By Josh Davis, Associate Editor
(Jan. 10, 2019) After several years of searching for a solution to outdated financial and operational software, the Ocean Pines Board on Saturday voted unanimously to allow General Manager John Bailey to begin negotiations to purchase Northstar Club Management Software.
The 7-0 vote was based on a motion by Director Ted Moroney “to accept the General Manager’s recommendations to implement the IT software solution.”
Funds for the purchase would come from general replacement reserves. Bailey is to present a contract to the board no later than Feb. 16.
Moroney said Ocean Pines representatives spoke with two other homeowners associations that are clients of Northstar and “received really good input and backup.”
Three directors previously critical of Northstar said they were now onboard, but still had one reservation. Directors Frank Daly, Esther Diller and Slobodan Trendic all said they were concerned with the implementation process.
“I do want to caution the management team … to take this project very seriously,” Trendic said. “This is [an] IT project [and] most IT projects fail because of poor planning, poor management [and] poor implementation.”
Trendic said it is important to have a sound project plan, an experienced project manager and the right contingency in place.
“This is not a single purchase of a vehicle that you can dispose of in a few years,” he said. “This is an investment that’s going to impact the operation of this association for years to come and it’s a huge investment over a period of time. So, I think we need to be very careful. It’s not about the vendor — it’s really a lot about the project planning and project execution.”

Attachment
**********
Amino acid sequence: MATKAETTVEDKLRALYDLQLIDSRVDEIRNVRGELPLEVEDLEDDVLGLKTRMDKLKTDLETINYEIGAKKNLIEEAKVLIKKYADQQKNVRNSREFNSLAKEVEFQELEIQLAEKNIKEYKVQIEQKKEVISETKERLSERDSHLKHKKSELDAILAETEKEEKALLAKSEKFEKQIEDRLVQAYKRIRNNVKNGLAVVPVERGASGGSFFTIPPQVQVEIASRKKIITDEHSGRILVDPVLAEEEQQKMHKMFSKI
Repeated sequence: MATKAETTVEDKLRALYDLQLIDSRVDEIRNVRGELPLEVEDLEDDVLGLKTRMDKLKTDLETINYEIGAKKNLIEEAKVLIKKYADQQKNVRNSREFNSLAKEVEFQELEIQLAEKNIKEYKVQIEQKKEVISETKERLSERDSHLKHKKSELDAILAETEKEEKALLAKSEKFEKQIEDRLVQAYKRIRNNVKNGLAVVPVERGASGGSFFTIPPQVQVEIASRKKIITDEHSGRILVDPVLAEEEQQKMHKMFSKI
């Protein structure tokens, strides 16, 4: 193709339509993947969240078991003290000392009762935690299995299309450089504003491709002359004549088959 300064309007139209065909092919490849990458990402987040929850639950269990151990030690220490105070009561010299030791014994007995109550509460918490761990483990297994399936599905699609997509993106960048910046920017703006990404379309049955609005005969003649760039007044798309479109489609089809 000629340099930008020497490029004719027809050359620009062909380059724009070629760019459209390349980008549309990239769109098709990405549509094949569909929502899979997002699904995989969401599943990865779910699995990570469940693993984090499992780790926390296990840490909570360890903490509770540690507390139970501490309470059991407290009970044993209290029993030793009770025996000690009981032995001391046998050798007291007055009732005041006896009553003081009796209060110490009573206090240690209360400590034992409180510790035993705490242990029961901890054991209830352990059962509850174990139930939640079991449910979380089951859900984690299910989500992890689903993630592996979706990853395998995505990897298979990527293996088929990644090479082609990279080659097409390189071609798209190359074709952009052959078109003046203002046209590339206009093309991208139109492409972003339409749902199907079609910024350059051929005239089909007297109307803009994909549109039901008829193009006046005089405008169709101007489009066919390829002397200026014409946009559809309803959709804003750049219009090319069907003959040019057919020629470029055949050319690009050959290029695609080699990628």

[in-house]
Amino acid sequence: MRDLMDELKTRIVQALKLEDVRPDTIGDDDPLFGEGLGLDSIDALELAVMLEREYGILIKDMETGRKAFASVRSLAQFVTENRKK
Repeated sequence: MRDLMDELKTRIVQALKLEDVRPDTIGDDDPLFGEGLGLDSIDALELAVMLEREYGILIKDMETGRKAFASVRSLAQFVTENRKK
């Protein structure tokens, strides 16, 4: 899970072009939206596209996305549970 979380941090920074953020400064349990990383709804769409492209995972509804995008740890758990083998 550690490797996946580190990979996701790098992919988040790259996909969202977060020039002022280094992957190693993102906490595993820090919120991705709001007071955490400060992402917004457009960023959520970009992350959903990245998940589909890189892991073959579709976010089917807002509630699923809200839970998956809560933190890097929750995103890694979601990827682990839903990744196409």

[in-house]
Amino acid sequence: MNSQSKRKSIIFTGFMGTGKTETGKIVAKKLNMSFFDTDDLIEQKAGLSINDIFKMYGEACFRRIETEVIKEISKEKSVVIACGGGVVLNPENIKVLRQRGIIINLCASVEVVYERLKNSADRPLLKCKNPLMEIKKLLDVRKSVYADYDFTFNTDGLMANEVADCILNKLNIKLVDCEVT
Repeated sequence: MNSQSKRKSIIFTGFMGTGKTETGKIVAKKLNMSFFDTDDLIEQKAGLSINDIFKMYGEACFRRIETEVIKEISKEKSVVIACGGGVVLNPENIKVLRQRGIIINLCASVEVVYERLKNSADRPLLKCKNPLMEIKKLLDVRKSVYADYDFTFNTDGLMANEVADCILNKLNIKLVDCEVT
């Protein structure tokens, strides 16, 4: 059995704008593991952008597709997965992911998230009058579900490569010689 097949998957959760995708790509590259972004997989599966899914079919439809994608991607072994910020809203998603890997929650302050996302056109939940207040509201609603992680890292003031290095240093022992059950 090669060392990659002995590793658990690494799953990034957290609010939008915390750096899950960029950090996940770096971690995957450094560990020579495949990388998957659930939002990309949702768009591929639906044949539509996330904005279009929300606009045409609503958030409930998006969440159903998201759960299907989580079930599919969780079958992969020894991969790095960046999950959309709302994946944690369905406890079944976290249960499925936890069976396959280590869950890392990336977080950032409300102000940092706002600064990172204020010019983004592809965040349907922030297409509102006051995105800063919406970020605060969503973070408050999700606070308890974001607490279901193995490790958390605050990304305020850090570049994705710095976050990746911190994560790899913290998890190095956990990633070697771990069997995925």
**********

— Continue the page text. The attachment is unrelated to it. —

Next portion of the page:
Association President Doug Parks said discussions with references led him to concluded that the need for an effective project manager “was pretty apparent.”
Parks, who has more than three decades of experience working in the information technology sector, added, “that is not uncommon in my real-life job.”
“That will drive that project to either successful completion or utter failure,” he said.
Parks said the Northstar timeline to have new systems running by April was probably too aggressive, but did mention May 1 as hypothetically being more realistic.
Daly said the new systems would drive “every aspect of the business and the way to manage it for years to come,” but cautioned board members and staff to “saddle up.”
Parks said that was a fair point.
“The staff needs to understand they’re going to have to go above and beyond the regular day-to-day activities,” he said. “Coming in at 9 and punching the clock at 4:30 is probably not going to be the norm, at least for a little while.”